Hau tu komyewnikate

Chris Mooney has explained about the need for science communication, or as he calls it, Sci Comm Training.

Science needs both to create new knowledge and also to disseminate it effectively so that that knowledge has an impact–so that it changes the world in a positive way. Why on earth would these two important ends be set in opposition to each other?

Yes of course it does, but disseminating knowledge is not necessarily the same thing as “framing,” nor does it necessarily need to know about “framing.” Framing is more closely related to public relations and political campaigning than it is to education, and that’s one major reason scientists and fans of science don’t all think Mooney is the ideal person to give “boot camps” in how to disseminate scientific knowledge.

I said something like that, and a bit more, in a comment that I tried to make at The Intersection, thinking perhaps after all this time the ban on me had expired, or rusted, or been lifted. I thought I would see, at any rate. But my comment has not been posted, so clearly the ban is still fresh and vigorous. So I’ll drop it off here.

The problem continues in this post – the “communication” here includes misdescribing at least some of the disagreements around all this.

I, for one, have nothing against “science communication” as such. I do however have doubts that you are the right person to teach science communication, Chris, for the simple reason that you’re not very good at it yourself. That’s not meant as an insult – it’s not a crime not to be good at a particular thing.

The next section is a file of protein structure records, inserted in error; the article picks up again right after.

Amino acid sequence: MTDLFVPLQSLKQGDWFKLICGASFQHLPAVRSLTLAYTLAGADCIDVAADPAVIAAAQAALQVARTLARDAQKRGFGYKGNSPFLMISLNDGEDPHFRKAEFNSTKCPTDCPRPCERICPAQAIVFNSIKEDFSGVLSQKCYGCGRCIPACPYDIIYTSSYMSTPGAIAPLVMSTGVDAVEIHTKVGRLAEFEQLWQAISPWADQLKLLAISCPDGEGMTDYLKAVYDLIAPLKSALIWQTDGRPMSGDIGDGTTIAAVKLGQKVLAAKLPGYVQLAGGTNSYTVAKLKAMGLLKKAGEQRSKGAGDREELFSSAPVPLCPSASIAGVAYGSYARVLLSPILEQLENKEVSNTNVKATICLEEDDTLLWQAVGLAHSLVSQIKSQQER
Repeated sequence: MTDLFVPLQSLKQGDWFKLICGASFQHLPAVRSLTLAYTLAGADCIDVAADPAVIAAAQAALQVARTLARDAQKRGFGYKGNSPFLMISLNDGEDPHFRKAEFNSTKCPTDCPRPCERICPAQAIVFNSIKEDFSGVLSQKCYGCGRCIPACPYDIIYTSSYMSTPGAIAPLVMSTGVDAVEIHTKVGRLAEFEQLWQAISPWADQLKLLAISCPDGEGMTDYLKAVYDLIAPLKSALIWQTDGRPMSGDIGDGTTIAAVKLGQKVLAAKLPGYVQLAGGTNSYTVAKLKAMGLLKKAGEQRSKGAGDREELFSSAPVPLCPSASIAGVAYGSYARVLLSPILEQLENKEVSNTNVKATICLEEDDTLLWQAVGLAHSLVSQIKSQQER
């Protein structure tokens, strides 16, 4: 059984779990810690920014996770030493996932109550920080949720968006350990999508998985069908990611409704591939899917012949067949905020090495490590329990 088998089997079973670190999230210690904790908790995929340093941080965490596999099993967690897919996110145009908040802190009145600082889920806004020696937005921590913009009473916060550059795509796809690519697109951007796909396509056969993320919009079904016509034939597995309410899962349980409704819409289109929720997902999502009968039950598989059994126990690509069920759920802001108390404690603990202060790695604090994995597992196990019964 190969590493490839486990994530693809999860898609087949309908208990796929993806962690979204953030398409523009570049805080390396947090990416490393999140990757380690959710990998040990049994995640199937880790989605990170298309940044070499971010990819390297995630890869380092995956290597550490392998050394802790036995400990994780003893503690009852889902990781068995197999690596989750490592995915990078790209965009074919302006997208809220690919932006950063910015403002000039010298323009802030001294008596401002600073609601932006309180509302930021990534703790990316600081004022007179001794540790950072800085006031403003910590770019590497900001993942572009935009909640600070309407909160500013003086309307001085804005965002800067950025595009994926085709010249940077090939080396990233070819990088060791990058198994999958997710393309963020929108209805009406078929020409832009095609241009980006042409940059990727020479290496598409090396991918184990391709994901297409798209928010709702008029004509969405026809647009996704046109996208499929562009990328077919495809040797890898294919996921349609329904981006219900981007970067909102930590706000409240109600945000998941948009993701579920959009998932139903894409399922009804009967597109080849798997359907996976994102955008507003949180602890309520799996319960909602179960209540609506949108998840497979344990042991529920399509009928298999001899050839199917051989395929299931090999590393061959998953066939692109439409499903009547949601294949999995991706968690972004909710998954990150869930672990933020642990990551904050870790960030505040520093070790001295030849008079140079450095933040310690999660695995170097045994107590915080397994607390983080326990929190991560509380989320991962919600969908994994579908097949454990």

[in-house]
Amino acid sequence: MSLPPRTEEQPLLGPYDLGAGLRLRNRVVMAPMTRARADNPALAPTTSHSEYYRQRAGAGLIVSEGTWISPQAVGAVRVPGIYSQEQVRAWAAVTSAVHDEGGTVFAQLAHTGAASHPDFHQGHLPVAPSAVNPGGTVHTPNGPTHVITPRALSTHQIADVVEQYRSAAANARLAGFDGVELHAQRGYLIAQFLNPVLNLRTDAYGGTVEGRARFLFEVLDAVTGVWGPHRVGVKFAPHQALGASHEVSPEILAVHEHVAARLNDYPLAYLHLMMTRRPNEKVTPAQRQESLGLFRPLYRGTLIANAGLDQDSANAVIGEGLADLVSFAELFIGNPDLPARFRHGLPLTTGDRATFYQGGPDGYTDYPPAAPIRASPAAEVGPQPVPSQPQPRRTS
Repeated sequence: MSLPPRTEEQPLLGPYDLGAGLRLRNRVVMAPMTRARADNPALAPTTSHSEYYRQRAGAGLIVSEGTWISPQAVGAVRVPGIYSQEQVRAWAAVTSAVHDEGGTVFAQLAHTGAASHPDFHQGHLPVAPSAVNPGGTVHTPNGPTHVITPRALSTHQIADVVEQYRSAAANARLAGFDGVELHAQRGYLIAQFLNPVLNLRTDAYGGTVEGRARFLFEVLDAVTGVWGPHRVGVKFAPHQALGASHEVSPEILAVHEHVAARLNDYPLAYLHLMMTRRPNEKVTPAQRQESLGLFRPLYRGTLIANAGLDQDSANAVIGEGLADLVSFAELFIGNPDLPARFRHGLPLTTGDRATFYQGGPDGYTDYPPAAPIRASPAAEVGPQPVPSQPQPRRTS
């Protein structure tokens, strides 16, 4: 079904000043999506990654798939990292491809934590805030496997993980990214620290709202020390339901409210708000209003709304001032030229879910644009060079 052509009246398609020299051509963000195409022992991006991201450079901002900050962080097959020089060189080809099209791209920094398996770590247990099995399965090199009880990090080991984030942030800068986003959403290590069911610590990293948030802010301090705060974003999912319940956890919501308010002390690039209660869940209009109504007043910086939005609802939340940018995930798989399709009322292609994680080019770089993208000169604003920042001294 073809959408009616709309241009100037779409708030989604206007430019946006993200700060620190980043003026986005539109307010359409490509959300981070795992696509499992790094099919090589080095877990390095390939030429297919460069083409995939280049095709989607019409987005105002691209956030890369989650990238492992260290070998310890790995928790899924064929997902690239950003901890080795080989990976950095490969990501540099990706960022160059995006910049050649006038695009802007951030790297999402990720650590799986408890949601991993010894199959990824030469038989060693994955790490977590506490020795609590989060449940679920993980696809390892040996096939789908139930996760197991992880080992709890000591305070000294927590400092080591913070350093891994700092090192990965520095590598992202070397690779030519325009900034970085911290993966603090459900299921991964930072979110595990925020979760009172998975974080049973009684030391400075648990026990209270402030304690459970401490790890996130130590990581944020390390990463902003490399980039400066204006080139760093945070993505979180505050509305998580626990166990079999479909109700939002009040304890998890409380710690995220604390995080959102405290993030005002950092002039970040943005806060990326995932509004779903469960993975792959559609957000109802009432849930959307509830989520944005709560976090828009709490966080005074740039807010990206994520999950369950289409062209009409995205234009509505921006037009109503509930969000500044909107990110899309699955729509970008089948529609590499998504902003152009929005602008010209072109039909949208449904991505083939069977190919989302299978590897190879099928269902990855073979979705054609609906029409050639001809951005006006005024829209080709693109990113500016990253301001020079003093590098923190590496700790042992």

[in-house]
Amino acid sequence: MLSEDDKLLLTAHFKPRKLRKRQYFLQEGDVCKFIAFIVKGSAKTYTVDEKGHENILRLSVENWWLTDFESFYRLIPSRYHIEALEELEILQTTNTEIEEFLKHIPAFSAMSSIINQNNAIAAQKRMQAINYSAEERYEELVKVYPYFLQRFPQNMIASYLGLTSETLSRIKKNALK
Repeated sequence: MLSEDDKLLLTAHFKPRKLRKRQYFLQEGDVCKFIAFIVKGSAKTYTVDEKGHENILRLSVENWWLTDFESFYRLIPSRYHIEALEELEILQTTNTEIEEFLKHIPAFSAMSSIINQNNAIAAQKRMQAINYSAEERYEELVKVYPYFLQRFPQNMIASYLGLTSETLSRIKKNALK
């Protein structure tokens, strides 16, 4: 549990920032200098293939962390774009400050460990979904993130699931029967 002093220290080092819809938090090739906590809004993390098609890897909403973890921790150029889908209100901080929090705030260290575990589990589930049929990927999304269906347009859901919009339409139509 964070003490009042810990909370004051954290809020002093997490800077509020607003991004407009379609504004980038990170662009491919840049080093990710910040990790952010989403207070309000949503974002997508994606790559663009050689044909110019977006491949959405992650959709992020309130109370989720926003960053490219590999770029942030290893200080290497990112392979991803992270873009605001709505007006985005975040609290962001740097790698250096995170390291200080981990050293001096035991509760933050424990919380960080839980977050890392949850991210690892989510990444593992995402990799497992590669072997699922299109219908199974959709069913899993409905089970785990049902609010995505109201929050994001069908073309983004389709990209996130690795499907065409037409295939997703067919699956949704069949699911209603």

One part of being good at communication is surely an ability to predict the effect of your communications on your audience. You don’t seem to have that: you were surprised by the reactions to your “civility” post a year ago. You were surprised by my reaction, for instance – you may remember we had a (reasonably friendly) email exchange about it. It’s odd that you were surprised, and the fact that you were surprised hints to me that you don’t have full control of your communications – you don’t entirely know what you’re doing. This would seem to be a disqualifier for teaching the subject.

You don’t seem to be able to grasp why the concept of “framing” is not welcomed with cries of delight by people whose vocation it is to try to get at the truth. That to me seems to be another disqualifier for teaching communications. Your overall refusal to engage with critics seems like another.

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